CHARLOTTE ISSUES STEAL McCRORY'S THUNDER: Gov. Pat McCrory triumphantly returned to his home city Monday for an economic development announcement -- but you wouldn't know it from the front page of The Charlotte Observer this morning. Two controversial local issues -- control of the airport and Carolina Panthers stadium upgrades -- stole the show and the front page. McCrory punted on the airport issues but said the effort to transfer control from the city to an independent authority needed more thought. And on stadium upgrades, McCrory said no to the use of state money. (More on those stories below.) Expect more of the same today, when McCrory holds a press conference with the Metro Mayors Coalition but will likely face myriad questions about voter ID and other legislation.
TODAY AT THE STATEHOUSE: The House will convene at 2 p.m. but no votes are expected; the Senate opens at 2:30 p.m. to consider a handful of legislation on the calendar. The action is on Gov. Pat McCrory's desk where four bills await his signature -- including a bill to block Medicaid expansion and prohibit a state-based exchange. McCrory's press conference starts at 2:15 p.m.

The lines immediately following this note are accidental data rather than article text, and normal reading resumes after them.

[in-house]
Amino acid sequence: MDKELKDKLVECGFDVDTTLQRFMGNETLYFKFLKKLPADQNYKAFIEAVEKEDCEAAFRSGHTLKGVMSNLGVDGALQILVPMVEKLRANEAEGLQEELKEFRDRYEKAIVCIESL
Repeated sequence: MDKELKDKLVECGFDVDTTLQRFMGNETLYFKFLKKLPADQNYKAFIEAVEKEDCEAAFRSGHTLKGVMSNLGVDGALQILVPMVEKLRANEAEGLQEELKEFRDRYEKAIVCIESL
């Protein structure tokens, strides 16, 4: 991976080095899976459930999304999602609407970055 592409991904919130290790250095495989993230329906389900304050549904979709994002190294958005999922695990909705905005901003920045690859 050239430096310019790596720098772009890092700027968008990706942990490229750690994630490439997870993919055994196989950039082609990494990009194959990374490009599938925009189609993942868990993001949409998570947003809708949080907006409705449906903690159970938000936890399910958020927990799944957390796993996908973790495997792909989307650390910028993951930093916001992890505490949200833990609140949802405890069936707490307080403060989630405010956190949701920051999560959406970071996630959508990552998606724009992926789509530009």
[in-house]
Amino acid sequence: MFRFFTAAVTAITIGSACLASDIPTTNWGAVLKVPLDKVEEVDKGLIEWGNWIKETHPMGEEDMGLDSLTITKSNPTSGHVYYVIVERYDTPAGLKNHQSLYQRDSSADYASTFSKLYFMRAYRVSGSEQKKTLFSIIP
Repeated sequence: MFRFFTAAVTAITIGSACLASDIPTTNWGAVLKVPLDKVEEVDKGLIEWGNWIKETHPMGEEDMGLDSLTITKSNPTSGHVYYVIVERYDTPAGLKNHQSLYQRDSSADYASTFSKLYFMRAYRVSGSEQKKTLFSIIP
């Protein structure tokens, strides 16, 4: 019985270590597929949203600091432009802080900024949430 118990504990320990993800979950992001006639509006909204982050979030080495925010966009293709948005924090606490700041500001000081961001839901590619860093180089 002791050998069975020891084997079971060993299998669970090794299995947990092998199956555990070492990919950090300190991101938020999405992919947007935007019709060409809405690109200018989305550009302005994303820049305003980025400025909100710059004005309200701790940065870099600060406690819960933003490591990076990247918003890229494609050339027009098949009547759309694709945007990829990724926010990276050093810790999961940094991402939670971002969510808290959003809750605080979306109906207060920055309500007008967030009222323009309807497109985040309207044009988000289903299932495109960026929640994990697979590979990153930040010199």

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VOTER ID REVS PARTISANSHIP: Republican legislative leaders anticipate rolling out a voter ID measure this week. House Speaker Thom Tillis will address the hot-button issue in a press conference this morning. Meanwhile, Democrats are seeking to frame the debate in stark terms. From N.C. Democratic Party Chairman Randy Voller: "When we talk about voter IDs, most folks don’t understand what that means. Voter ID equals voter disenfranchisement. It’s as plain as that. Like the horror villain you just can’t get rid of, the specter of Jim Crow returns and the nightmare on Jones Street continues."